FRANKIE DARRO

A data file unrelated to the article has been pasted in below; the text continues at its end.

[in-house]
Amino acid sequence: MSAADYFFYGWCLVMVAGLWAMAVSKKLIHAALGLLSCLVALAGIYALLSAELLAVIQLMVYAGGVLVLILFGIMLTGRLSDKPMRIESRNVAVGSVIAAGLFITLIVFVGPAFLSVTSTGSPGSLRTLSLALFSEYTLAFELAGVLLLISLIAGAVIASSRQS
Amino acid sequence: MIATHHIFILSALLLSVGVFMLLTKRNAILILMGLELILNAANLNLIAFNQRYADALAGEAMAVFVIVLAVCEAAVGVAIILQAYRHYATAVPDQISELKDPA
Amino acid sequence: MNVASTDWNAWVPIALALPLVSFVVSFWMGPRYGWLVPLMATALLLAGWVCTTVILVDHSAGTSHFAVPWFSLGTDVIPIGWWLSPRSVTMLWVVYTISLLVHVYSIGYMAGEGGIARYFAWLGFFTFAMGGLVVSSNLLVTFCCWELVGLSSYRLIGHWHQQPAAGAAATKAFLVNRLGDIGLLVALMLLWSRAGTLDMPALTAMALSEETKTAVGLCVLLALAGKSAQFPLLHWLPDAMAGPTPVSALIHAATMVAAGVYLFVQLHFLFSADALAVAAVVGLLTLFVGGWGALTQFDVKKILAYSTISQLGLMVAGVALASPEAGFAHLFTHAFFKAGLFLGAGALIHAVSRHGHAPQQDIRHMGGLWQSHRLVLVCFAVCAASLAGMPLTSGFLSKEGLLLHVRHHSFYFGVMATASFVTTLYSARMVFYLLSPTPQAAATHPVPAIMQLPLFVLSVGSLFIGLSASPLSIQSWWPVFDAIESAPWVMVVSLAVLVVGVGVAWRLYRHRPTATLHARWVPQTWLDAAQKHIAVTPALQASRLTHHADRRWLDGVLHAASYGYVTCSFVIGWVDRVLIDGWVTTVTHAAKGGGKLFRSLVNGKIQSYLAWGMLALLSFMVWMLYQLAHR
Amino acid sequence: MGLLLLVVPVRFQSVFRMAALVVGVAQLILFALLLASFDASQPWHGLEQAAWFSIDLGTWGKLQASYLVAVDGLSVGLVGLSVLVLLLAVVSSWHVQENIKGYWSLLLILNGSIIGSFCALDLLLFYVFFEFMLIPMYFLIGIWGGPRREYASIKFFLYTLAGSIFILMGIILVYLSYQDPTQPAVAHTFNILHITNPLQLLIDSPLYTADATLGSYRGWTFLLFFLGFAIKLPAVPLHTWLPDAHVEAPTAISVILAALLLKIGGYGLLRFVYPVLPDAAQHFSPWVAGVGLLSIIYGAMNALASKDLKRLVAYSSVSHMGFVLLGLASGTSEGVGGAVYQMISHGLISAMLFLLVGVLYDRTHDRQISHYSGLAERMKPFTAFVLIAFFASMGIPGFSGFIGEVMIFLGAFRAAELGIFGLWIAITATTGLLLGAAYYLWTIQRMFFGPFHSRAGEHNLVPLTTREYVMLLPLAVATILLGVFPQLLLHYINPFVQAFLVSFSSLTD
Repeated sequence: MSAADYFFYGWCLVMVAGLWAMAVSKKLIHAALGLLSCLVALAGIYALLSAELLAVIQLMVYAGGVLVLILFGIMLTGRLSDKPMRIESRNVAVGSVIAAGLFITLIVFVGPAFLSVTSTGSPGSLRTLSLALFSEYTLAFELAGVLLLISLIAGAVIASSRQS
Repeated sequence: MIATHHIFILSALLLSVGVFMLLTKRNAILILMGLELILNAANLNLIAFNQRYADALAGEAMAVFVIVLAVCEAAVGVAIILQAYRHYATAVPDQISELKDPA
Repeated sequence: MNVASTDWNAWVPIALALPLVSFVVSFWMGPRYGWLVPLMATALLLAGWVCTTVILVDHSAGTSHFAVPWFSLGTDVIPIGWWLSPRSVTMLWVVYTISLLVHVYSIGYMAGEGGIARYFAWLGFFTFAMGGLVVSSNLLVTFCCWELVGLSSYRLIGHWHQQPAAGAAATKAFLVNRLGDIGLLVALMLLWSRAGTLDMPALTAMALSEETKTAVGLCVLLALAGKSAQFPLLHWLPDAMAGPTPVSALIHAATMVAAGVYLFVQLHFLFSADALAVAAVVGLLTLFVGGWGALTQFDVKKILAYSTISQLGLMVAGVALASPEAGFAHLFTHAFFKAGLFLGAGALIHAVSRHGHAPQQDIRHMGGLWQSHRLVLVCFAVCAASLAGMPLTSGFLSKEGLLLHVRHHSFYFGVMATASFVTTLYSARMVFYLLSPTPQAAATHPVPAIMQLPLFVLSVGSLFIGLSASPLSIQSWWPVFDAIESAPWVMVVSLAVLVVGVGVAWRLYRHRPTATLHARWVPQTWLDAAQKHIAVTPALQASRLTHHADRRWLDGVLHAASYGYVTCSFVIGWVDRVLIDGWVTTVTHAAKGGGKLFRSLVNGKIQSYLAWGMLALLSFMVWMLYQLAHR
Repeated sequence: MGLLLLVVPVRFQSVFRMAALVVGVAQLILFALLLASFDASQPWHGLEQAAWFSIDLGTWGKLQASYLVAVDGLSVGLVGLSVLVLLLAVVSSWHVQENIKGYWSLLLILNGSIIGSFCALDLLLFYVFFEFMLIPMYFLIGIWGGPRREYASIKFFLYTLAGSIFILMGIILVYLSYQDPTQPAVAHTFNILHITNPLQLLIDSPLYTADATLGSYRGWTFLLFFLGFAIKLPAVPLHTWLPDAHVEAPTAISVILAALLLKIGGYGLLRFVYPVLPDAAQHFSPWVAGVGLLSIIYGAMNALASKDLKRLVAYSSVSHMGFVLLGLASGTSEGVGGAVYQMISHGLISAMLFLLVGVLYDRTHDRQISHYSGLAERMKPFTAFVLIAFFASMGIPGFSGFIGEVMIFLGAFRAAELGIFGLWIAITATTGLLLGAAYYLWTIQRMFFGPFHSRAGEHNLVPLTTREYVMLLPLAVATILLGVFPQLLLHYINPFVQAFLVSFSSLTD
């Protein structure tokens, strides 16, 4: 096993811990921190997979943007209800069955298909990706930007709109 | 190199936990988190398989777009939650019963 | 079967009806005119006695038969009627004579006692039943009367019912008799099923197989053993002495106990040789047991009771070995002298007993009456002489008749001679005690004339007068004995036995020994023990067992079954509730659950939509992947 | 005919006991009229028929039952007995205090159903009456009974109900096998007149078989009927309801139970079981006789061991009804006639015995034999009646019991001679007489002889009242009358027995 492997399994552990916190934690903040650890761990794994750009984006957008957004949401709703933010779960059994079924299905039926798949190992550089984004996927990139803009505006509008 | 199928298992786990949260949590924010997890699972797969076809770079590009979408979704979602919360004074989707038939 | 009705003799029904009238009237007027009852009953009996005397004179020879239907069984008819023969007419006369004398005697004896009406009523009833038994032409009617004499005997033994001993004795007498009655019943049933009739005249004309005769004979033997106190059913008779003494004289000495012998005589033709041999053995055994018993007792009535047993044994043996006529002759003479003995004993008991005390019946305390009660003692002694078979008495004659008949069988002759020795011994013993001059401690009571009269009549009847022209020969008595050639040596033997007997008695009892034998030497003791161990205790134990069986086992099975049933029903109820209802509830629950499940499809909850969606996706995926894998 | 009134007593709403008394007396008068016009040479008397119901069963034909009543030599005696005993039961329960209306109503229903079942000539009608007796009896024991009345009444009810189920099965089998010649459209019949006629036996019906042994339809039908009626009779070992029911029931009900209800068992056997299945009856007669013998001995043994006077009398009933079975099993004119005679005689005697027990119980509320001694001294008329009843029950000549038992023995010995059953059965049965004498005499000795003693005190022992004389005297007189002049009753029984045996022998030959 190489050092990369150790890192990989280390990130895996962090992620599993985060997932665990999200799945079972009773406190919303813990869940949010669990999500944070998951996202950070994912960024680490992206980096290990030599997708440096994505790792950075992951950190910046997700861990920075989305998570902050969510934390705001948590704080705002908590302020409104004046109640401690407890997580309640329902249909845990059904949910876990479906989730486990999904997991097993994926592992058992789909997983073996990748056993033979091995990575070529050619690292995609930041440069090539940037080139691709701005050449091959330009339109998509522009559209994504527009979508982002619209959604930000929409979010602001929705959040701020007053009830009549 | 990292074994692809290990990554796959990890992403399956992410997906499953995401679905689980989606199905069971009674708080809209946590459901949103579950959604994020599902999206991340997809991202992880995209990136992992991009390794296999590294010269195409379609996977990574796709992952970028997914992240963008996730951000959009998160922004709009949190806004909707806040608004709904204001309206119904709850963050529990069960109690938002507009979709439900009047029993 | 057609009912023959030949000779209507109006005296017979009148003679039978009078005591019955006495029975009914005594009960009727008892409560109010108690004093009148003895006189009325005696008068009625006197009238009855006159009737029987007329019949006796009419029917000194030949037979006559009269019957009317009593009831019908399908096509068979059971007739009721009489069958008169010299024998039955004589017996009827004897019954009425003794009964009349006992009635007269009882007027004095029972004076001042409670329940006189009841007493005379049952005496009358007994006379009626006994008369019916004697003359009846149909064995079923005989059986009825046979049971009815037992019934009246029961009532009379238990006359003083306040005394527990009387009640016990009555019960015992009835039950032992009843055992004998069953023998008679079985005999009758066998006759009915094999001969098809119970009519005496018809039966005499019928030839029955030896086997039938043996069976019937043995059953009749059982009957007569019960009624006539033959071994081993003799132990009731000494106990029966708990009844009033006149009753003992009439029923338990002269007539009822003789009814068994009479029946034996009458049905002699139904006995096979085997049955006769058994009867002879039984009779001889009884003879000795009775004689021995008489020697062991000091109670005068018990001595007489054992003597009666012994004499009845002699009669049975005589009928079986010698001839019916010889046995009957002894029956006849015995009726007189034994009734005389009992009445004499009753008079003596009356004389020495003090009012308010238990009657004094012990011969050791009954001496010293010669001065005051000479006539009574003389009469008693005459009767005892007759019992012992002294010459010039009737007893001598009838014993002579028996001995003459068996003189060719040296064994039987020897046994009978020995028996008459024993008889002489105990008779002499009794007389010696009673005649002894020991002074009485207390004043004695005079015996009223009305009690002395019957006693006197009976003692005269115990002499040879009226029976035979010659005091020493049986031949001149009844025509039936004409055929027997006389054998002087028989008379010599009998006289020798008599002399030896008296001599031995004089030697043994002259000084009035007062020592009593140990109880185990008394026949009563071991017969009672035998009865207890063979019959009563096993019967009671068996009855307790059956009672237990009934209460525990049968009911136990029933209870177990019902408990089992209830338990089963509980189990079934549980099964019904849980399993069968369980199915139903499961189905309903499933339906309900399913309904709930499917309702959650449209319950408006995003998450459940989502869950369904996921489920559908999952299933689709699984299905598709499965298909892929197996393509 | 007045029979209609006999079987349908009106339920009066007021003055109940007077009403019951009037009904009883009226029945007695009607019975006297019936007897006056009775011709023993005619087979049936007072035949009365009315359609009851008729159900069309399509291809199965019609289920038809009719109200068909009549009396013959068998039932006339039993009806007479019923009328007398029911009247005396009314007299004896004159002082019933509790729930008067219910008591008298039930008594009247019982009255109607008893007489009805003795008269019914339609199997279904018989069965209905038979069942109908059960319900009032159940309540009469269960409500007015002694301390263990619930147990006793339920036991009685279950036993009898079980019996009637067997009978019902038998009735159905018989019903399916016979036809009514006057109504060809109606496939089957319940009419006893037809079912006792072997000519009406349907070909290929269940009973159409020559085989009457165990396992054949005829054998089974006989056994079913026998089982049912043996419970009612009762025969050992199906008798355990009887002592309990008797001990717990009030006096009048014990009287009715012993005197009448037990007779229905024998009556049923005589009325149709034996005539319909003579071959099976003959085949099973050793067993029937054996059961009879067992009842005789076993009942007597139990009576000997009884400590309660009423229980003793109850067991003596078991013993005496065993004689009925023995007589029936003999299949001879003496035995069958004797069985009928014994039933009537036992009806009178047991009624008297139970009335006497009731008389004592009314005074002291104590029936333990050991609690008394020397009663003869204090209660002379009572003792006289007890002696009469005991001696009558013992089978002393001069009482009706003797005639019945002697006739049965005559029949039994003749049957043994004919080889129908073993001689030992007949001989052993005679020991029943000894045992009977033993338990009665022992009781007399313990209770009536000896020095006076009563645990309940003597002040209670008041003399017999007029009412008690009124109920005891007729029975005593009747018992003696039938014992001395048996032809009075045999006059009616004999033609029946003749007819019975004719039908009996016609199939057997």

Frankie Darro was born in Chicago in 1917. His parents were circus aerialists and young Frankie started in 1924 as a 7 year-old child actor, and was immediately in much demand. After 13 movies, he was paired with Tom Tyler in "Let's Go Gallagher", and they were soon a regular team, appearing in 23 movies over the next 4 years. In his first appearances with Tyler, he was simply one of Tyler's "Pals", but over time, as his popularity rose, his billing became "Tom Tyler and Frankie Darro & His Pals", and finally he received single billing under Tyler's credit. Unlike most child stars of the time, his career was not derailed by his entering adolescence (likely because of his small size even as an adult and perennial youthful appearance). Darro was an expert horseman, and he had to do his own stunts in most of his western roles, simply because there were no stunt doubles his size! One of his best roles was in the leading role in William Wellman's ultra-depressing Wild Boys Of The Road in 1933, a movie that dealt with the growing real-life problem in The Great Depression of homeless kids roaming loose in America. The movie is well directed and well worth checking out. After he was full grown (his adult height was 5' 3"), Darro continued to play minor roles (often portraying the leading man as a teen in the opening of the movie), over the next 12 years. He served in World War II, and then returned to movies, appearing in a total of 173 movies, last acting in 1975, the year before he passed away at the age of 59.
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